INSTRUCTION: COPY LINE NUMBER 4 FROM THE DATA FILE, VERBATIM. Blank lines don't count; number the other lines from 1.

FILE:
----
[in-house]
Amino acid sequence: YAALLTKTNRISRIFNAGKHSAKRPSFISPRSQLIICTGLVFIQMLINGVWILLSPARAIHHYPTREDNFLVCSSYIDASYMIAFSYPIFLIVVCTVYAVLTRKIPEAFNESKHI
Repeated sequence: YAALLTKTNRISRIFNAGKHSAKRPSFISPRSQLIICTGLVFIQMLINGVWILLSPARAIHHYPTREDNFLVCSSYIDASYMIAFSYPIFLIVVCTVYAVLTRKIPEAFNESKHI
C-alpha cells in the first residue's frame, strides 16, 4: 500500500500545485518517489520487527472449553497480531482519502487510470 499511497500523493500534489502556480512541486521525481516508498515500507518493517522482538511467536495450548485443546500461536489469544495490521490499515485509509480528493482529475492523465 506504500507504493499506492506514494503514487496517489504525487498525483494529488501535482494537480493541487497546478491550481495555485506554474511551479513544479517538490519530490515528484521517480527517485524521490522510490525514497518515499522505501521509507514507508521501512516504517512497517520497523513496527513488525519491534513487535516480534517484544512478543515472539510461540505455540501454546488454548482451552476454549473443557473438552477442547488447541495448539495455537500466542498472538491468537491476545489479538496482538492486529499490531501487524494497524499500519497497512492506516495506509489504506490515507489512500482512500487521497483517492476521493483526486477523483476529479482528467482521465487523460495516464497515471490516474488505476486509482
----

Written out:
C-alpha cells in the first residue's frame, strides 16, 4: 500500500500545485518517489520487527472449553497480531482519502487510470 499511497500523493500534489502556480512541486521525481516508498515500507518493517522482538511467536495450548485443546500461536489469544495490521490499515485509509480528493482529475492523465 506504500507504493499506492506514494503514487496517489504525487498525483494529488501535482494537480493541487497546478491550481495555485506554474511551479513544479517538490519530490515528484521517480527517485524521490522510490525514497518515499522505501521509507514507508521501512516504517512497517520497523513496527513488525519491534513487535516480534517484544512478543515472539510461540505455540501454546488454548482451552476454549473443557473438552477442547488447541495448539495455537500466542498472538491468537491476545489479538496482538492486529499490531501487524494497524499500519497497512492506516495506509489504506490515507489512500482512500487521497483517492476521493483526486477523483476529479482528467482521465487523460495516464497515471490516474488505476486509482